Are you a buyer or a seller?
In every situation there is a buyer and a seller. Most salespeople all too quickly become the buyer in sales situations instead of resolutely staking their claim on the seller’s position. I have conducted numerous sales meetings and classes with salespeople who are the biggest buyers of excuses in the world. These “salespeople” have memorized all of the same negative mantras that their competitors have memorized and use them as an excuse to fail. These “salespeople” need to be reminded repeatedly how to rid their thought process of the negative self talk and replace it with a can do attitude and corresponding verbiage.

Negative mantras to be rooted out:

[list:138jj505]1. It hasn’t rained enough.

2. It is raining too much.

3. We need snow.

4. The snow is keeping customers away.

5. The competition isn’t playing fair.

6. The insurance companies are steering work elsewhere.

7. The kids are still in school.

8. The kids are out of school and everybody is on vacation.

9. The cars are all total losses.

10. People aren’t driving because gas is too high.[/list:u:138jj505]
Listen to your body shop estimators and managers and see if they have bought all this crap. In other words, are they “buying” the excuses of the masses or are they “selling” the points they have some influence and control over? Covey once said that we all too often live within the circle of “concern” (intellectual circle of things we exercise little or no influence over) as a way of excusing ourselves for poor performance. He admonishes that we live within our circle of “influence” (intellectual circle that we can do something about).

Our research has shown that the average dealership body shop is woefully short of its sales potential. Most estimators think they need more traffic to their door when actually they need to sell or close a larger percentage of the current opportunity they have. Sixty-five to 90 percent of newer car drivers are pre-disposed to having the dealer fix their wrecked car. Yet dealers fix a little over 30 percent of the wrecks. Most dealer body shops do not seriously track sales performance so have no real idea what their batting average is. We find by simply installing and using a sales scoreboard we can impact sales dramatically at most shops. Any salesperson can close 80 percent of the opportunity if they learn how to ask for that sale and remain in the position of the seller. I find that most salespeople are delusional about their actual performance. They over-estimate their closing percentage. I say put a great big public sales scoreboard up on the wall and start holding the salespeople accountable to a standard.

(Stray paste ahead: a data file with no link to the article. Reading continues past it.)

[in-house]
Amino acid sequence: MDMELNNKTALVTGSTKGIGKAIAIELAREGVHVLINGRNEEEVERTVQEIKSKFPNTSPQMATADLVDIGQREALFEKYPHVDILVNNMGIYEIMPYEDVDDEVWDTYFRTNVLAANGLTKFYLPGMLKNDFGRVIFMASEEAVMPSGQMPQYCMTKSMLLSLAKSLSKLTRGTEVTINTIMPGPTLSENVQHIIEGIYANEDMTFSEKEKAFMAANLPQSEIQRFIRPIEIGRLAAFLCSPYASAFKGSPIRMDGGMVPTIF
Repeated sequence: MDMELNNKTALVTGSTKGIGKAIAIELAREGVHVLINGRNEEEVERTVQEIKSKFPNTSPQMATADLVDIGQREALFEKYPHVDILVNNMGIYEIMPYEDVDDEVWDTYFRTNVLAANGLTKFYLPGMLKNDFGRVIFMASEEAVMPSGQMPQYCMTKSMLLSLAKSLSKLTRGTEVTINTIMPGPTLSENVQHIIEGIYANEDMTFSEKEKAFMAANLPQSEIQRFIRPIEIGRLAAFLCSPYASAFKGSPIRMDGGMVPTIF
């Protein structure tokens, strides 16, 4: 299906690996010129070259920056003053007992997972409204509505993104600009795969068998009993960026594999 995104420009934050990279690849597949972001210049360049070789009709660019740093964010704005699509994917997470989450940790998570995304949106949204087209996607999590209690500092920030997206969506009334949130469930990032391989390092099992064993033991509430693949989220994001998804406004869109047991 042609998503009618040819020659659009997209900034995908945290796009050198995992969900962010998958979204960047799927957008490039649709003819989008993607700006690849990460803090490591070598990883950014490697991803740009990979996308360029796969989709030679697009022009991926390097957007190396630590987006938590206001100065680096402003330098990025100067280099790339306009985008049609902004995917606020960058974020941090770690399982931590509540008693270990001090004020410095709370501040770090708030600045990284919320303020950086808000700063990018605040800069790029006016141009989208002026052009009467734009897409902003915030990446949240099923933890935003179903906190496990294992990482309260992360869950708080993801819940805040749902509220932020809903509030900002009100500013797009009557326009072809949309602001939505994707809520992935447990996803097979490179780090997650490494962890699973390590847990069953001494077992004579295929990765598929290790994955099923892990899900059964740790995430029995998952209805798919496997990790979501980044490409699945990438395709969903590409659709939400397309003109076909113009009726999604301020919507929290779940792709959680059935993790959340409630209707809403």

Measure the following…

[list:138jj505]Traffic: Dollar value of estimates written daily and month-to-date.

New sales: Dollar value of signed deals daily and month-to-date.

Batting average: New sales divided by traffic. The bottom line is that as a seller you may need to get a bigger piece of the pie since the pie is temporarily shrinking. You will never get there without knowing your current performance in clear quantifiable terms. [/list:u:138jj505]
Next time you hear your people spouting off negative mantras as an excuse to fail, stop them in their tracks and point them toward their circle of influence. This isn’t 911. The market is still large although off a bit. Teach them to ask for the sale early and often. Teach them to keep score. Sit back and watch your performance improve while your competitors remind each other how bad things are.

Dave Dunn, CCRM, is the owner of Masters School of Autobody Management in Galesburg, Illinois. Masters consults and conducts training classes worldwide for body shops.

How Many Balls Has Your Body Shop Dropped Today?

In 1980 a survey was reported on by a leading industry publication regarding customer complaints. Fast forward to Mitchell Summit 2008. The conclusion of the data group was that we still have the same industry problem. We (the body shop industry) do not meet our own self-imposed targets and deadlines. An interesting finding that involved some of the top insurance providers was that a shop could survive a technical goof-up and maintain the relationship with the car owner. However if a service or “communication” lapse occurred it was very damaging to the trust relationship. Car owners do not expect you to be a fortune teller, but they do like to be remembered and kept abreast of what is going on rather than forgotten about.

Clearly not much has changed since the 1980s regarding our industries communication skills. Proactive communication is essential.